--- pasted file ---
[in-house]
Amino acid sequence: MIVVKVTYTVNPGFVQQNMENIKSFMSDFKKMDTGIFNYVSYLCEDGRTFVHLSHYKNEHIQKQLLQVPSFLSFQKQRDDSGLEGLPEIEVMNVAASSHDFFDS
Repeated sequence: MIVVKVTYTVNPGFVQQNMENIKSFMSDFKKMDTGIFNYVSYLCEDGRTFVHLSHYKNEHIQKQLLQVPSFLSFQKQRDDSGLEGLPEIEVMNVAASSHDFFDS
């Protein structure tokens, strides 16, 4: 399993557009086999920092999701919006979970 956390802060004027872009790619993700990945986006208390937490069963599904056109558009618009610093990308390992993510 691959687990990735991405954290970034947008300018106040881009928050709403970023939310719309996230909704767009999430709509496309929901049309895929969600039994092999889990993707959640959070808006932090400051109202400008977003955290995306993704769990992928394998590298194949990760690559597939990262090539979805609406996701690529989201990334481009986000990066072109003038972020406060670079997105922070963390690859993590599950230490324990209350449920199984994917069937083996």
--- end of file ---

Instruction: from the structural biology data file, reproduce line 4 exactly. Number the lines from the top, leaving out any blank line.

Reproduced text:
């Protein structure tokens, strides 16, 4: 399993557009086999920092999701919006979970 956390802060004027872009790619993700990945986006208390937490069963599904056109558009618009610093990308390992993510 691959687990990735991405954290970034947008300018106040881009928050709403970023939310719309996230909704767009999430709509496309929901049309895929969600039994092999889990993707959640959070808006932090400051109202400008977003955290995306993704769990992928394998590298194949990760690559597939990262090539979805609406996701690529989201990334481009986000990066072109003038972020406060670079997105922070963390690859993590599950230490324990209350449920199984994917069937083996």